Grinding produces a certain amount of heat which must be observed when grinding crude drugs containing heat-sensitive compounds. Mills cooled with liquid nitrogen are available for such purposes.

Cold grinding is also preferable for crude drugs containing volatile oils.
Following grinding, the material must be sifted to ensure the proper particle size. Sifting can be performed according to two different principles: sieving and blast sifting.

In sieving the material is passed through a sieve of suitable mesh size giving two fractions. The fraction passing the sieve consists of particles with a size smaller than or corresponding to the mesh size. The remaining fraction consists of coarser particles which are returned to the mill for continued grinding.

Blast sifting
In blast sifting the material to be classified is blown with compressed air into an apparatus which allows the particles to sediment according to their weight. Coarse, heavy particles settle fast whereas small, light particles stay for a long time in the air stream.








2.0 3.5 4.0 8.0 10.0 20.0 30.0 40.0 50.0 60.0

9.50 mm 5.60 mm 4.75 mm 2.36 mm 2.00 mm 850.00 um 600.00 um 425.00 um 300.00 um 250.00 um

70.0 80.0 100.0 150.00 um 120.0 125.00 um 200.0 75.00 um 230.0 270.0 325.0 400.0 63.00 um 53.00 um 45.00 um 38.00 um

212.00 um 180.00 um

Particle Size Analysis

Powders of vegetable and animal drugs

Very coarse (No.8) Coarse (no. 20) Moderately coarse (No. 40) Fine (No. 60) Very Fine (No. 80)

Particle Size Analysis

The powders fineness for chemicals

Coarse (No. 20) Moderately coarse (No. 40) Fine (No. 80) Very Fine (No. 120)

Purpose of particle size analysis

To obtain quantitative data on the size, distribution, and shapes of drug and non drug components to be used in pharmaceutical formulation

Persyaratan WHO
Size of cut Medicinal plant materials are used either whole, or in cut or powdered form. Cut medicinal plant materials are prepared by cutting or crushing the plant into small pieces. The cut is graded according to the aperture size of the mesh of the sieve through which the material will pass, and is indicated as follows: Aperture size (mm) coarse cut 4.00 medium cut 2.80 fine cut 2.00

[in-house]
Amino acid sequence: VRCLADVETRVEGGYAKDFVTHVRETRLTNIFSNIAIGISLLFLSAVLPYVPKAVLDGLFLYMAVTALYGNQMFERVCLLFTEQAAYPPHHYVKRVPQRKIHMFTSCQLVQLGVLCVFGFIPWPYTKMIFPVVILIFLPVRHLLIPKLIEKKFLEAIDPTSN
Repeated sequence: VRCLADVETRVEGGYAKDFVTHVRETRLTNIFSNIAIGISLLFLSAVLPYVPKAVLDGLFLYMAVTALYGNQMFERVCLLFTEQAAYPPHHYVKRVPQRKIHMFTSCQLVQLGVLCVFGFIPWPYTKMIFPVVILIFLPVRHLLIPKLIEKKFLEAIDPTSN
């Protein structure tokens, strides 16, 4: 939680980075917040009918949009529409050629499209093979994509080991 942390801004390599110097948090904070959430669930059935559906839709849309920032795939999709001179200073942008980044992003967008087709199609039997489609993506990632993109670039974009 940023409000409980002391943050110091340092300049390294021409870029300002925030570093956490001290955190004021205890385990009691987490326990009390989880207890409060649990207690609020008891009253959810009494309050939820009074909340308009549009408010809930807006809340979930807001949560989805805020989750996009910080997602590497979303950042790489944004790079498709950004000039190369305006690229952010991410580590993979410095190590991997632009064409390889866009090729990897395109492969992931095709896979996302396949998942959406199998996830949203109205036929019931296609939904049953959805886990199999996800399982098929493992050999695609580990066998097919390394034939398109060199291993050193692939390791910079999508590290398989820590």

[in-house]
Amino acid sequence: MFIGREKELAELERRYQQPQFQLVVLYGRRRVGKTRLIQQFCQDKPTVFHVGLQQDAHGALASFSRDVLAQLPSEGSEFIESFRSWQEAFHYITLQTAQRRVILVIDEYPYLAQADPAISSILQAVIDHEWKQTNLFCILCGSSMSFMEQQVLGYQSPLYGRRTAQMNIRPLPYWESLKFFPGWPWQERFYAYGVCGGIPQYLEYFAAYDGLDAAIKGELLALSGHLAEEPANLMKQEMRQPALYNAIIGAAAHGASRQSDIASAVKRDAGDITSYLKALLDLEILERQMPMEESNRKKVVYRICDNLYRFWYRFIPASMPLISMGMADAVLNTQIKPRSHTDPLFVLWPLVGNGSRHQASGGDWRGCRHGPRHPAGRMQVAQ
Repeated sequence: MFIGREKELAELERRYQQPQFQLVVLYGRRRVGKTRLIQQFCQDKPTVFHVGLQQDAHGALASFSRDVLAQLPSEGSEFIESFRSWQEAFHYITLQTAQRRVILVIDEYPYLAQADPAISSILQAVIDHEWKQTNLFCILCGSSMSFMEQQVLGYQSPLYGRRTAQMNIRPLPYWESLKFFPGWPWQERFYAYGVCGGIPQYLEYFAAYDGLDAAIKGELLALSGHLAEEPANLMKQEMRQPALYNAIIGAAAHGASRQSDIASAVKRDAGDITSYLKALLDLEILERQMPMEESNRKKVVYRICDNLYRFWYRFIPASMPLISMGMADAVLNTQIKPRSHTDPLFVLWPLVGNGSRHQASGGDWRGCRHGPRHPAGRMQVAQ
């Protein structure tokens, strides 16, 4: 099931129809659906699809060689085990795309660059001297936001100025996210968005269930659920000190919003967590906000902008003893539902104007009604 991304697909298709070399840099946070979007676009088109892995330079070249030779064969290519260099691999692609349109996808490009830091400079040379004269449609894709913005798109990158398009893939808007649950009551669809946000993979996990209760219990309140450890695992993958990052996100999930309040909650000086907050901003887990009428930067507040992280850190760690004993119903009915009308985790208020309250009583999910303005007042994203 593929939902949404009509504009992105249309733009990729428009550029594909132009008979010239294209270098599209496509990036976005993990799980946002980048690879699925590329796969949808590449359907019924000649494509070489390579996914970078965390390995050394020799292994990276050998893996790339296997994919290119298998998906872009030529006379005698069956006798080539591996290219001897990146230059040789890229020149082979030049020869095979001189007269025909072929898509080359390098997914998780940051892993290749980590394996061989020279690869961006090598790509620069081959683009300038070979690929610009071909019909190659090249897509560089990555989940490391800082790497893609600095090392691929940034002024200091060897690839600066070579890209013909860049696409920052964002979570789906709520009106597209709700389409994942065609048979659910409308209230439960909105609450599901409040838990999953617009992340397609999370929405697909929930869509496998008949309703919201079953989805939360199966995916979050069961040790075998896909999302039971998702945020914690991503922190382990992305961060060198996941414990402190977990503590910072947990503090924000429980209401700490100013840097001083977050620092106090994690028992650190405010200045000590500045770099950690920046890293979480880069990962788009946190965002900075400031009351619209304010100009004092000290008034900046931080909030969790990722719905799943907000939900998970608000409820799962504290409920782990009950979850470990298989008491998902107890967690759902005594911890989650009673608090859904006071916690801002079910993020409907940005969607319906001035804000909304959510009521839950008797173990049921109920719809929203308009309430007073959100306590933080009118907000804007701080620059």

Powder fineness and sieve size

Powders The coarseness or fi neness of a powder is classed according to the nominal aperture size expressed in micrometres of the mesh of the sieve through which the powder will pass, and is indicated as follows: Descriptive term Particle size Coarse (2000/355) All the particles will pass through a No. 2000 sieve, and not more than 40% through a No. 355 sieve Moderately coarse (710/250) All the particles will pass through a No. 710 sieve, and not more than 40% through a No. 250 sieve Moderately fi ne (355/180) All the particles will pass through a No. 355 sieve, and not more than 40% through a No. 180 sieve Fine (180) All the particles will pass through a No. 180 sieve Very fi ne (125) All the particles will pass through a No. 125 sieve

The wire sieves used to sift powdered medicinal plant materials are classified by numbers that indicate their nominal aperture size expressed in m. The sieves are made of wire of uniform circular cross-section,


Methods Of Determining Particle Size

SEDIMENTATION RATE, in which particles is determined by measuring the terminal settling velocity of particles through a liquid medium in gravitational or centrifugal environment (range: 0.8-300 micrometers)

Light Energy diffraction, in which particle size is determine by the reduction in light reaching the sensor as the particle, dispersed in a liquid or gas, passes through the sensing zone (range: 0.2 - 500 micrometers)

Laser halography, in which a pulsed laser is fired through an aerolized particle spray and photographed in three dimension with a halographic camera, allowing the particles to be individually imaged and sized (range: 1.4 100 micrometers)

Cascade Impaction is based on the principle that a particle, driven by an airstream, will impact on a surface in its path, provided that its inertia is sufficient to overcome the drag force that tends to keep it in the airstream

SIEVING particles are passed by mechanical shaking through a series of sieves (from 40 to 9500 micrometers, depending upon sieve sizes)

MICROSCOPY particles are sized through the use of calibrated grid background or other measuring devise ( range 0.2 to 100 micrometers)